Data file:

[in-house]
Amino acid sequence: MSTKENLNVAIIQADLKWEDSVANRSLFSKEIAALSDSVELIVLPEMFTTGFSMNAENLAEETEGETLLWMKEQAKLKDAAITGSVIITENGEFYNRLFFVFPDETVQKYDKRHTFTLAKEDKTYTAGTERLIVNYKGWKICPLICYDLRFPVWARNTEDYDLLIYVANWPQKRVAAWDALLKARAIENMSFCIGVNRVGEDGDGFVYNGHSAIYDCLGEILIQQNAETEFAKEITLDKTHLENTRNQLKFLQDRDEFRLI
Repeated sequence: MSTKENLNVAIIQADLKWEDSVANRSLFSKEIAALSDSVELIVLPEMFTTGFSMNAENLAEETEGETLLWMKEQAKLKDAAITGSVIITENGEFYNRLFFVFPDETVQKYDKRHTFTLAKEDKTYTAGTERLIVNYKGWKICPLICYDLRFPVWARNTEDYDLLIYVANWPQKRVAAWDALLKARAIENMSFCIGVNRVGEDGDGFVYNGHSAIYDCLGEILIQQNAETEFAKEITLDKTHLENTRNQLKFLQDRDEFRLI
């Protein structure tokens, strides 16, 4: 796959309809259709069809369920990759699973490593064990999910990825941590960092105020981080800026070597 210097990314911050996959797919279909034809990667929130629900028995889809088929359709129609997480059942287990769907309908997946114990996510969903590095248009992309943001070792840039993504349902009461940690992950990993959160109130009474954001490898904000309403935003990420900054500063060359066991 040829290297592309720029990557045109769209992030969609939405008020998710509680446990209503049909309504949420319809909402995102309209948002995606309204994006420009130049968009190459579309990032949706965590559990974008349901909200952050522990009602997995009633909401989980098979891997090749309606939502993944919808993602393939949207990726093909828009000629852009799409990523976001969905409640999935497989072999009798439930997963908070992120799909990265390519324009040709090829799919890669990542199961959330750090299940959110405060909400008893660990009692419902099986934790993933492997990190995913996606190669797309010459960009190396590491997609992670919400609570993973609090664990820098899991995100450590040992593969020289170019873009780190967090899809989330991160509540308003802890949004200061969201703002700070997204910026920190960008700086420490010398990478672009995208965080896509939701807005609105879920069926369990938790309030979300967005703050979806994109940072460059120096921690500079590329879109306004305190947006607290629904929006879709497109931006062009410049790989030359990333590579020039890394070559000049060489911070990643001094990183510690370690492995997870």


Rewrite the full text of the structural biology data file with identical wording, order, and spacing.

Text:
[in-house]
Amino acid sequence: MSTKENLNVAIIQADLKWEDSVANRSLFSKEIAALSDSVELIVLPEMFTTGFSMNAENLAEETEGETLLWMKEQAKLKDAAITGSVIITENGEFYNRLFFVFPDETVQKYDKRHTFTLAKEDKTYTAGTERLIVNYKGWKICPLICYDLRFPVWARNTEDYDLLIYVANWPQKRVAAWDALLKARAIENMSFCIGVNRVGEDGDGFVYNGHSAIYDCLGEILIQQNAETEFAKEITLDKTHLENTRNQLKFLQDRDEFRLI
Repeated sequence: MSTKENLNVAIIQADLKWEDSVANRSLFSKEIAALSDSVELIVLPEMFTTGFSMNAENLAEETEGETLLWMKEQAKLKDAAITGSVIITENGEFYNRLFFVFPDETVQKYDKRHTFTLAKEDKTYTAGTERLIVNYKGWKICPLICYDLRFPVWARNTEDYDLLIYVANWPQKRVAAWDALLKARAIENMSFCIGVNRVGEDGDGFVYNGHSAIYDCLGEILIQQNAETEFAKEITLDKTHLENTRNQLKFLQDRDEFRLI
């Protein structure tokens, strides 16, 4: 796959309809259709069809369920990759699973490593064990999910990825941590960092105020981080800026070597 210097990314911050996959797919279909034809990667929130629900028995889809088929359709129609997480059942287990769907309908997946114990996510969903590095248009992309943001070792840039993504349902009461940690992950990993959160109130009474954001490898904000309403935003990420900054500063060359066991 040829290297592309720029990557045109769209992030969609939405008020998710509680446990209503049909309504949420319809909402995102309209948002995606309204994006420009130049968009190459579309990032949706965590559990974008349901909200952050522990009602997995009633909401989980098979891997090749309606939502993944919808993602393939949207990726093909828009000629852009799409990523976001969905409640999935497989072999009798439930997963908070992120799909990265390519324009040709090829799919890669990542199961959330750090299940959110405060909400008893660990009692419902099986934790993933492997990190995913996606190669797309010459960009190396590491997609992670919400609570993973609090664990820098899991995100450590040992593969020289170019873009780190967090899809989330991160509540308003802890949004200061969201703002700070997204910026920190960008700086420490010398990478672009995208965080896509939701807005609105879920069926369990938790309030979300967005703050979806994109940072460059120096921690500079590329879109306004305190947006607290629904929006879709497109931006062009410049790989030359990333590579020039890394070559000049060489911070990643001094990183510690370690492995997870």